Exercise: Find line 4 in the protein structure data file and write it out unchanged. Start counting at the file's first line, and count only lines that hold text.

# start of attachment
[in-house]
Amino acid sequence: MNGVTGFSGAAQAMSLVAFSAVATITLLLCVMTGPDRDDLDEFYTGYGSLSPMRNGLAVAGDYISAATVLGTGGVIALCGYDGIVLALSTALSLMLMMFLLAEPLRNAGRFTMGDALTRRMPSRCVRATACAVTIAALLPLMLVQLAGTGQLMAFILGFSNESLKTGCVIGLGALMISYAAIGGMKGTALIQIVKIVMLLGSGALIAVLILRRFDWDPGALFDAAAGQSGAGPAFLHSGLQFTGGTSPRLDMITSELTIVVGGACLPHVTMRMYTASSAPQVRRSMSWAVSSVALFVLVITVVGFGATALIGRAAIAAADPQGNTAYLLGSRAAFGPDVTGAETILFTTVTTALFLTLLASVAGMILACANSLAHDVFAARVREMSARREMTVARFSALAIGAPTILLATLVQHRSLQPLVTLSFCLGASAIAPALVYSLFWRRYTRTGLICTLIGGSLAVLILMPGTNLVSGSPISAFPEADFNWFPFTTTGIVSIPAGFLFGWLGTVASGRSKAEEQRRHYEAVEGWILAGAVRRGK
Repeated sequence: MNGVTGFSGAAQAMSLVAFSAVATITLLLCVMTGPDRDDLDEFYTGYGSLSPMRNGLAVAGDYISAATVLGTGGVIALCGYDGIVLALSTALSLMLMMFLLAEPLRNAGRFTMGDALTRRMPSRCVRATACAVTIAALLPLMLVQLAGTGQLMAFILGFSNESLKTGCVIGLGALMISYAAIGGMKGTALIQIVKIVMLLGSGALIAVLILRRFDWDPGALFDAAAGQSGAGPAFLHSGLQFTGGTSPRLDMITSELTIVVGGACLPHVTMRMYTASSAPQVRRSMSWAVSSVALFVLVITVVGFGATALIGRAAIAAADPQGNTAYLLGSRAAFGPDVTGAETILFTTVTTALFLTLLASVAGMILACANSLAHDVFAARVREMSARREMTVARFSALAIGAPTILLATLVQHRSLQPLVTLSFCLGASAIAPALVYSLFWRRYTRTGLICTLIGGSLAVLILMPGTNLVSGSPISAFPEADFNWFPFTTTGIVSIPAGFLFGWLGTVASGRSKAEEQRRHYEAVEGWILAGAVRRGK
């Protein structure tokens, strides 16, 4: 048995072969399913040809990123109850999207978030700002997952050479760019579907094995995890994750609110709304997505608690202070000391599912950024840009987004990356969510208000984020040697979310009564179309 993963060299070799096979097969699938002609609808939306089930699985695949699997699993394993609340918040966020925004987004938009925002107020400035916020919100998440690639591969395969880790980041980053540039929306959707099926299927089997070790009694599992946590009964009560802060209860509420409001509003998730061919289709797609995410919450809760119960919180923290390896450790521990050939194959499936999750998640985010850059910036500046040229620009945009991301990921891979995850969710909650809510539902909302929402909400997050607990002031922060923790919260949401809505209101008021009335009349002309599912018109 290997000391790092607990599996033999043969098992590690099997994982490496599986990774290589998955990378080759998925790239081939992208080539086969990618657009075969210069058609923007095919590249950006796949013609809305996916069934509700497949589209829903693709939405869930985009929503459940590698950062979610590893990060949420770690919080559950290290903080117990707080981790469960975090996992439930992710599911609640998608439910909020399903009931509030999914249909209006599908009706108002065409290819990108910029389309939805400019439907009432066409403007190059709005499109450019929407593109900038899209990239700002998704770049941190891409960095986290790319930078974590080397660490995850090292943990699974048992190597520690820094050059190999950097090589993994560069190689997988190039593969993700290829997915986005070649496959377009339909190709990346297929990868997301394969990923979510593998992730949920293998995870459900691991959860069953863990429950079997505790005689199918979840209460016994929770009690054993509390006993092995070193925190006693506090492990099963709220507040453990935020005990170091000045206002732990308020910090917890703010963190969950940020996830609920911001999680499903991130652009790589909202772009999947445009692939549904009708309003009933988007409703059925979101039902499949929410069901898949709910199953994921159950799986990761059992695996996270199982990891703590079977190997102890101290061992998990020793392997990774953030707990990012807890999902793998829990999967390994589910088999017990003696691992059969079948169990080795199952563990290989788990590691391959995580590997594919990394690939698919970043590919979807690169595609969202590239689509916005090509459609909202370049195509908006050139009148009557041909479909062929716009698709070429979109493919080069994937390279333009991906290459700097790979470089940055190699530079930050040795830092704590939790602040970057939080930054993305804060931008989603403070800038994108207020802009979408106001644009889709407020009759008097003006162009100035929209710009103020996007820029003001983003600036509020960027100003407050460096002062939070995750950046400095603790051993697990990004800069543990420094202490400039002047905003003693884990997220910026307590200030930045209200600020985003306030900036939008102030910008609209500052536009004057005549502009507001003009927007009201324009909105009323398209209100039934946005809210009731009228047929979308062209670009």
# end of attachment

């Protein structure tokens, strides 16, 4: 048995072969399913040809990123109850999207978030700002997952050479760019579907094995995890994750609110709304997505608690202070000391599912950024840009987004990356969510208000984020040697979310009564179309 993963060299070799096979097969699938002609609808939306089930699985695949699997699993394993609340918040966020925004987004938009925002107020400035916020919100998440690639591969395969880790980041980053540039929306959707099926299927089997070790009694599992946590009964009560802060209860509420409001509003998730061919289709797609995410919450809760119960919180923290390896450790521990050939194959499936999750998640985010850059910036500046040229620009945009991301990921891979995850969710909650809510539902909302929402909400997050607990002031922060923790919260949401809505209101008021009335009349002309599912018109 290997000391790092607990599996033999043969098992590690099997994982490496599986990774290589998955990378080759998925790239081939992208080539086969990618657009075969210069058609923007095919590249950006796949013609809305996916069934509700497949589209829903693709939405869930985009929503459940590698950062979610590893990060949420770690919080559950290290903080117990707080981790469960975090996992439930992710599911609640998608439910909020399903009931509030999914249909209006599908009706108002065409290819990108910029389309939805400019439907009432066409403007190059709005499109450019929407593109900038899209990239700002998704770049941190891409960095986290790319930078974590080397660490995850090292943990699974048992190597520690820094050059190999950097090589993994560069190689997988190039593969993700290829997915986005070649496959377009339909190709990346297929990868997301394969990923979510593998992730949920293998995870459900691991959860069953863990429950079997505790005689199918979840209460016994929770009690054993509390006993092995070193925190006693506090492990099963709220507040453990935020005990170091000045206002732990308020910090917890703010963190969950940020996830609920911001999680499903991130652009790589909202772009999947445009692939549904009708309003009933988007409703059925979101039902499949929410069901898949709910199953994921159950799986990761059992695996996270199982990891703590079977190997102890101290061992998990020793392997990774953030707990990012807890999902793998829990999967390994589910088999017990003696691992059969079948169990080795199952563990290989788990590691391959995580590997594919990394690939698919970043590919979807690169595609969202590239689509916005090509459609909202370049195509908006050139009148009557041909479909062929716009698709070429979109493919080069994937390279333009991906290459700097790979470089940055190699530079930050040795830092704590939790602040970057939080930054993305804060931008989603403070800038994108207020802009979408106001644009889709407020009759008097003006162009100035929209710009103020996007820029003001983003600036509020960027100003407050460096002062939070995750950046400095603790051993697990990004800069543990420094202490400039002047905003003693884990997220910026307590200030930045209200600020985003306030900036939008102030910008609209500052536009004057005549502009507001003009927007009201324009909105009323398209209100039934946005809210009731009228047929979308062209670009």